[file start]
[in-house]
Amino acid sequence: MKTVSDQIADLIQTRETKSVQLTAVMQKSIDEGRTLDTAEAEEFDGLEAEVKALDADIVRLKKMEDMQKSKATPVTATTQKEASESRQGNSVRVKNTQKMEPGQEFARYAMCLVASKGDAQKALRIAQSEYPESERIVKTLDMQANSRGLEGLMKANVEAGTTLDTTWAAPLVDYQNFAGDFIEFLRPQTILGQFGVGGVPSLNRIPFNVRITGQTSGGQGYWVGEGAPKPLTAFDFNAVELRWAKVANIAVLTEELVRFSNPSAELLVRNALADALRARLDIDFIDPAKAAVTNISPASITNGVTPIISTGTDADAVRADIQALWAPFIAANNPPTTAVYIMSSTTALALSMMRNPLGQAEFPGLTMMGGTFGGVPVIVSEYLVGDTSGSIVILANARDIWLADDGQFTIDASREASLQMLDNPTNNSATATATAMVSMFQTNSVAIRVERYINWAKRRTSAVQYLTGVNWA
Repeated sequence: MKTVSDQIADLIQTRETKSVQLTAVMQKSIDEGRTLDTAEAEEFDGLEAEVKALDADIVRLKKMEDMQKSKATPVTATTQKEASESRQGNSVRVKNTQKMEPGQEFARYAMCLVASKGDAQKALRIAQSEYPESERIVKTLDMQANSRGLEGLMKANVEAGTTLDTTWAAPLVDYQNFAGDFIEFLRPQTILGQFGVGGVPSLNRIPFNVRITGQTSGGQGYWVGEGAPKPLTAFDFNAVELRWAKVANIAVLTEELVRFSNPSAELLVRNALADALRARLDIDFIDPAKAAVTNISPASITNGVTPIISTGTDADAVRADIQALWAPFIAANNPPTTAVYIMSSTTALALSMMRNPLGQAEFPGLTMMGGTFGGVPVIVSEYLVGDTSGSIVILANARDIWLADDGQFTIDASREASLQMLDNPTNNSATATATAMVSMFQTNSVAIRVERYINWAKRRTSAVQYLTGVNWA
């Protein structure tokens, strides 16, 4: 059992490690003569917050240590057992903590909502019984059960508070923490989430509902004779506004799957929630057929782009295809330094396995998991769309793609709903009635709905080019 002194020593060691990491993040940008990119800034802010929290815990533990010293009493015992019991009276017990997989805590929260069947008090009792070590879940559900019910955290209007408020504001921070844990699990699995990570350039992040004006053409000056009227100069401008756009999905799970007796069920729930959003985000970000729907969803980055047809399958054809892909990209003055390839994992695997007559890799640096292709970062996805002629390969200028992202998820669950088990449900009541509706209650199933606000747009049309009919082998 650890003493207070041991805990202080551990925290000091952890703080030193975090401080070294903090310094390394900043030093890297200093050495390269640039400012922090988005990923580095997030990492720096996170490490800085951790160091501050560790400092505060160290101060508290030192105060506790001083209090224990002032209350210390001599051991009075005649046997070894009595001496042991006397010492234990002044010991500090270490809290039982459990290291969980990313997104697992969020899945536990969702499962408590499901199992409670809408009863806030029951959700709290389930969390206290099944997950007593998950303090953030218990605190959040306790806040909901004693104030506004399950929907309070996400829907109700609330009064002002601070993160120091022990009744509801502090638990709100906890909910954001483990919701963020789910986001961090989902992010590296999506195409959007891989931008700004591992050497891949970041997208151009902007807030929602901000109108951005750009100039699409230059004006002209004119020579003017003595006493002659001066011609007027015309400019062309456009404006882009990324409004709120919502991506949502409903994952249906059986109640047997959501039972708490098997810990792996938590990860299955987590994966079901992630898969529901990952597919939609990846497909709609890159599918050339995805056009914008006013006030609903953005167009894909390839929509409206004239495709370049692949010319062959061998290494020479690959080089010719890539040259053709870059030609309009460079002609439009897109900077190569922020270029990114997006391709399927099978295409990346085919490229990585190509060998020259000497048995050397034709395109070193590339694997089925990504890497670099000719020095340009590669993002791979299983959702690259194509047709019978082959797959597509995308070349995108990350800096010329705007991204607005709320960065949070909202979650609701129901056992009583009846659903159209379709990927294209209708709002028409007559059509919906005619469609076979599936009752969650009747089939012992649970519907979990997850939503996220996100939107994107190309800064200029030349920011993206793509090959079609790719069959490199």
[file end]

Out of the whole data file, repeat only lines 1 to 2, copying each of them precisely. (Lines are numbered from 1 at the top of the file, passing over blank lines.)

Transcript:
[in-house]
Amino acid sequence: MKTVSDQIADLIQTRETKSVQLTAVMQKSIDEGRTLDTAEAEEFDGLEAEVKALDADIVRLKKMEDMQKSKATPVTATTQKEASESRQGNSVRVKNTQKMEPGQEFARYAMCLVASKGDAQKALRIAQSEYPESERIVKTLDMQANSRGLEGLMKANVEAGTTLDTTWAAPLVDYQNFAGDFIEFLRPQTILGQFGVGGVPSLNRIPFNVRITGQTSGGQGYWVGEGAPKPLTAFDFNAVELRWAKVANIAVLTEELVRFSNPSAELLVRNALADALRARLDIDFIDPAKAAVTNISPASITNGVTPIISTGTDADAVRADIQALWAPFIAANNPPTTAVYIMSSTTALALSMMRNPLGQAEFPGLTMMGGTFGGVPVIVSEYLVGDTSGSIVILANARDIWLADDGQFTIDASREASLQMLDNPTNNSATATATAMVSMFQTNSVAIRVERYINWAKRRTSAVQYLTGVNWA